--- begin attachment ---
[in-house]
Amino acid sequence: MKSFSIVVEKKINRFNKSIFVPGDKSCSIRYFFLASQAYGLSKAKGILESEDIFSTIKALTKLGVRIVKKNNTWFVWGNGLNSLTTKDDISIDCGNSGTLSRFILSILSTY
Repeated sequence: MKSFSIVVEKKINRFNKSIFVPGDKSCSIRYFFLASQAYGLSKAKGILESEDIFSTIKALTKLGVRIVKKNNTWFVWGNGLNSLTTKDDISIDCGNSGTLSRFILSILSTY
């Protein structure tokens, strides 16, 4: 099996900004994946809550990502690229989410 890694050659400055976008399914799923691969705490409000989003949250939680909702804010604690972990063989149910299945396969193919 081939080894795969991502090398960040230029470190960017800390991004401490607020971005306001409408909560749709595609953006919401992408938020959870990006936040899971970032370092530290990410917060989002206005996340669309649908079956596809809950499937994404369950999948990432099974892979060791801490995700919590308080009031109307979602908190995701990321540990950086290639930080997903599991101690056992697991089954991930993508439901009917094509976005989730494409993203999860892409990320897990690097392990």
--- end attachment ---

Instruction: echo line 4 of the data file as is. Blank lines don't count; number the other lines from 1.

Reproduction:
């Protein structure tokens, strides 16, 4: 099996900004994946809550990502690229989410 890694050659400055976008399914799923691969705490409000989003949250939680909702804010604690972990063989149910299945396969193919 081939080894795969991502090398960040230029470190960017800390991004401490607020971005306001409408909560749709595609953006919401992408938020959870990006936040899971970032370092530290990410917060989002206005996340669309649908079956596809809950499937994404369950999948990432099974892979060791801490995700919590308080009031109307979602908190995701990321540990950086290639930080997903599991101690056992697991089954991930993508439901009917094509976005989730494409993203999860892409990320897990690097392990």